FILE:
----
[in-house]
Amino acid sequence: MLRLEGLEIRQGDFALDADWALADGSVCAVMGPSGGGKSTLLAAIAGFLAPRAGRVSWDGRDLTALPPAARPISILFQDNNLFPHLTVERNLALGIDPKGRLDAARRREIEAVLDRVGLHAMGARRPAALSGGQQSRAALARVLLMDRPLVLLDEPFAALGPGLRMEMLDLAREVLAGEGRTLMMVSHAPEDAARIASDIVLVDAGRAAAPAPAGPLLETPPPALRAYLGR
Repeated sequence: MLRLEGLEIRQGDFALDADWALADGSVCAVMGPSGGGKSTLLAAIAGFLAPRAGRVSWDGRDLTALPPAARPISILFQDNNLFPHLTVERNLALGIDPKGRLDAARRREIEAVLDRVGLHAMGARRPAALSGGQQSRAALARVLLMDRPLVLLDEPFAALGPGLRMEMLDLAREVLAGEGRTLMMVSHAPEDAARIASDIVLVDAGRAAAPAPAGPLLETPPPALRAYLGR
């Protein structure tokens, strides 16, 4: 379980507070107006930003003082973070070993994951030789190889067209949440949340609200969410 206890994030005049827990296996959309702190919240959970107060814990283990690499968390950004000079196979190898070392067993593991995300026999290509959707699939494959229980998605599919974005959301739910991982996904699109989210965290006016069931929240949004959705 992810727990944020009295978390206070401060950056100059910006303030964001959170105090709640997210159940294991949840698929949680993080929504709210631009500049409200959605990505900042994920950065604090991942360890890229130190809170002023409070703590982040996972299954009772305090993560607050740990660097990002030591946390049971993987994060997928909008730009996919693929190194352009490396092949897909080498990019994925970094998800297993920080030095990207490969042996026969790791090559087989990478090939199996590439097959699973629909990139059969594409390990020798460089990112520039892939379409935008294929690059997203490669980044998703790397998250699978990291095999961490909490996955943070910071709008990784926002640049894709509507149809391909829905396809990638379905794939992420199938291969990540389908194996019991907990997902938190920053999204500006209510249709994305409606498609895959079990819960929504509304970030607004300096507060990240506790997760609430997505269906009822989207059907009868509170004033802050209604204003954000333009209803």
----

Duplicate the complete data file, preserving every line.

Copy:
[in-house]
Amino acid sequence: MLRLEGLEIRQGDFALDADWALADGSVCAVMGPSGGGKSTLLAAIAGFLAPRAGRVSWDGRDLTALPPAARPISILFQDNNLFPHLTVERNLALGIDPKGRLDAARRREIEAVLDRVGLHAMGARRPAALSGGQQSRAALARVLLMDRPLVLLDEPFAALGPGLRMEMLDLAREVLAGEGRTLMMVSHAPEDAARIASDIVLVDAGRAAAPAPAGPLLETPPPALRAYLGR
Repeated sequence: MLRLEGLEIRQGDFALDADWALADGSVCAVMGPSGGGKSTLLAAIAGFLAPRAGRVSWDGRDLTALPPAARPISILFQDNNLFPHLTVERNLALGIDPKGRLDAARRREIEAVLDRVGLHAMGARRPAALSGGQQSRAALARVLLMDRPLVLLDEPFAALGPGLRMEMLDLAREVLAGEGRTLMMVSHAPEDAARIASDIVLVDAGRAAAPAPAGPLLETPPPALRAYLGR
């Protein structure tokens, strides 16, 4: 379980507070107006930003003082973070070993994951030789190889067209949440949340609200969410 206890994030005049827990296996959309702190919240959970107060814990283990690499968390950004000079196979190898070392067993593991995300026999290509959707699939494959229980998605599919974005959301739910991982996904699109989210965290006016069931929240949004959705 992810727990944020009295978390206070401060950056100059910006303030964001959170105090709640997210159940294991949840698929949680993080929504709210631009500049409200959605990505900042994920950065604090991942360890890229130190809170002023409070703590982040996972299954009772305090993560607050740990660097990002030591946390049971993987994060997928909008730009996919693929190194352009490396092949897909080498990019994925970094998800297993920080030095990207490969042996026969790791090559087989990478090939199996590439097959699973629909990139059969594409390990020798460089990112520039892939379409935008294929690059997203490669980044998703790397998250699978990291095999961490909490996955943070910071709008990784926002640049894709509507149809391909829905396809990638379905794939992420199938291969990540389908194996019991907990997902938190920053999204500006209510249709994305409606498609895959079990819960929504509304970030607004300096507060990240506790997760609430997505269906009822989207059907009868509170004033802050209604204003954000333009209803």